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Low-Grade Glioma Treatment

A low-grade glioma (LGG) is a slow-growing tumor in the brain or spine. These tumors may affect the function of the brain or the body, depending on where they are located.

Pediatric low-grade gliomas are the most common central nervous system (CNS) tumors in children. They make up 30% of all childhood CNS tumors.

Types of low-grade gliomas

Types of low-grade gliomas include:

  • Angiocentric glioma
  • Astrocytoma, IDH mutant
  • Desmoplastic infantile astrocytoma
  • Desmoplastic infantile glioma
  • Diffuse astrocytoma, MYB or MYBL1 altered
  • Diffuse leptomeningeal glioneuronal tumor
  • Diffuse low-grade glioma, MAPK pathway altered
  • Dysembryoplastic neuroepithelial tumor (DNET)
  • Ganglioglioma
  • Hypothalamic glioma
  • Multinodular and vacuolating neuronal tumor
  • Optic pathway glioma
  • Oligodendroglioma
  • Papillary glioneuronal tumor
  • Pediatric type diffuse low grade glioma
  • Pilocytic astrocytoma
  • Pilomyxoid astrocytoma
  • Polymorphous low-grade neuroepitheal tumor of the young (PLNTY)
  • Rosette-forming glioneuronal tumor
  • Subependymal giant cell astrocytoma (SEGA)

Studies from St. Jude Children’s Research Hospital and other scientific institutions have found that almost all of these low-grade gliomas have specific molecular mutations, or errors, that occur in the tumor cells. For the most part, these mutations can be targeted with new specialized medicines called targeted therapies. This means that molecular testing must occur on the tumor to get the correct diagnosis and determine the best treatment.

Low-grade glioma symptoms

The symptoms of low-grade gliomas can vary and depend on the size of the tumor, where the tumor is, a child’s age, and how fast the tumor grows. The symptoms may include:

  • Vision, hearing, or speech problems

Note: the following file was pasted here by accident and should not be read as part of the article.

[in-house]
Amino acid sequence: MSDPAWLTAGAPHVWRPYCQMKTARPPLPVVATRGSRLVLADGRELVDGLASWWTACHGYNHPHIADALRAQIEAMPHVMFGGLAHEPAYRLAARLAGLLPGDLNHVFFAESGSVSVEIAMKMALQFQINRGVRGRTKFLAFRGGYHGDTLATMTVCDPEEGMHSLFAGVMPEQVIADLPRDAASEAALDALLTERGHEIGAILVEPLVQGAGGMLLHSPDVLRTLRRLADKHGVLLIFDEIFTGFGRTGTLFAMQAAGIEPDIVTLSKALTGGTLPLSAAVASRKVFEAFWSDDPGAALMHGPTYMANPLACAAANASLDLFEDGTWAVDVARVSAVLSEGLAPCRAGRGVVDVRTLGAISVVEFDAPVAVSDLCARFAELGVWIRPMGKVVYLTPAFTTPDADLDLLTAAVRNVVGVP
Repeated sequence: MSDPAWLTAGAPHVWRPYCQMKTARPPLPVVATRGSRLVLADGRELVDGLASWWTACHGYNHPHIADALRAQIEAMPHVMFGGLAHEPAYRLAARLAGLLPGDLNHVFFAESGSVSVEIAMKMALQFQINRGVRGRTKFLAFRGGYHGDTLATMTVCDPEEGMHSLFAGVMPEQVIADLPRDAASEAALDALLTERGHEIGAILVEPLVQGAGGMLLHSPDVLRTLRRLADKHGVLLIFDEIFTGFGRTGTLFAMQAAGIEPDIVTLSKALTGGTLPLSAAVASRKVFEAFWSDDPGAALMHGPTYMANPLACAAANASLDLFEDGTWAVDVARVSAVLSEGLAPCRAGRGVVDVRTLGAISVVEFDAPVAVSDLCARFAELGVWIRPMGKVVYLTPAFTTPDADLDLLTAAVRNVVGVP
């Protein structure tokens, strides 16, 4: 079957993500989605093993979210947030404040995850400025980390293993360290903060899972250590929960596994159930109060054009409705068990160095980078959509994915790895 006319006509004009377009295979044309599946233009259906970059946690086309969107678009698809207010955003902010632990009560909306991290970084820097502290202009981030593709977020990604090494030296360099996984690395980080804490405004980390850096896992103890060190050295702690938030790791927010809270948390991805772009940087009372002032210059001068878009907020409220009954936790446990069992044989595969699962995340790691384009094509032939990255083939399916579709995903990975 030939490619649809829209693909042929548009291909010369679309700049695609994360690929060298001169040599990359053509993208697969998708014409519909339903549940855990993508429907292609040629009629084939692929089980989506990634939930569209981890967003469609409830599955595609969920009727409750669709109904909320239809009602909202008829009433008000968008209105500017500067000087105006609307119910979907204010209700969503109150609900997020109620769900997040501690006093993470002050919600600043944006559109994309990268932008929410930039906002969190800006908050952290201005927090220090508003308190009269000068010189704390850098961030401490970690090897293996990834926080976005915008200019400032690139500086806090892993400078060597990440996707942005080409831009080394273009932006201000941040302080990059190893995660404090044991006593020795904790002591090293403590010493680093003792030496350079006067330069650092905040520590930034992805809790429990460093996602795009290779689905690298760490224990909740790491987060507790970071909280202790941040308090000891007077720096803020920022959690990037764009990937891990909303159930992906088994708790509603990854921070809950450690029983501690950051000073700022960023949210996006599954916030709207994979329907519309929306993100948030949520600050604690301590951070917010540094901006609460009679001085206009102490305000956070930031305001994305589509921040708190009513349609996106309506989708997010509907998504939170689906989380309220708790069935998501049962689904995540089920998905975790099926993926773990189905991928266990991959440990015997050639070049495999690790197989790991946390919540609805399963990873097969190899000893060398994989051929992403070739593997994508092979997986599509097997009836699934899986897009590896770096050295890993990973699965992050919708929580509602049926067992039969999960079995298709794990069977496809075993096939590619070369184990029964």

• Headaches, especially in the early morning
  • Loss of balance or trouble walking
  • Weakness, tingling, or changes in the way the body feels on 1 side
  • Nausea and vomiting
  • Unexplained weight gain or loss
  • Seizures
  • Changes in personality or behavior
  • Increased head size (in infants)

Low-grade glioma causes

The cause of glioma tumors is unknown, but there are changes (mutations) in the DNA of some of the cells in the brain and spinal cord (central nervous system or CNS).

Low-grade glioma diagnosis

Diagnosis of low-grade gliomas generally includes:

  • Biopsy (obtaining tissue sample) of the tumor
  • Careful review of tissue sample under the microscope to make a diagnosis
  • Other genetic testing of the tumor to identify potential tumor targets
  • Imaging tests like magnetic resonance imaging (MRI), to check the size of the tumor and if it has spread to other areas

Gliomas are graded based on:

  • How the cells look under the microscope (features)
  • How quickly they are growing or dividing
  • The genetic changes that cause the tumor to develop

Grades 1 and 2 are low-grade gliomas that grow slowly.

Grades 3 and 4 are higher-grade gliomas that grow more quickly. These are usually not related to low-grade gliomas in children.

Treatment of low-grade glioma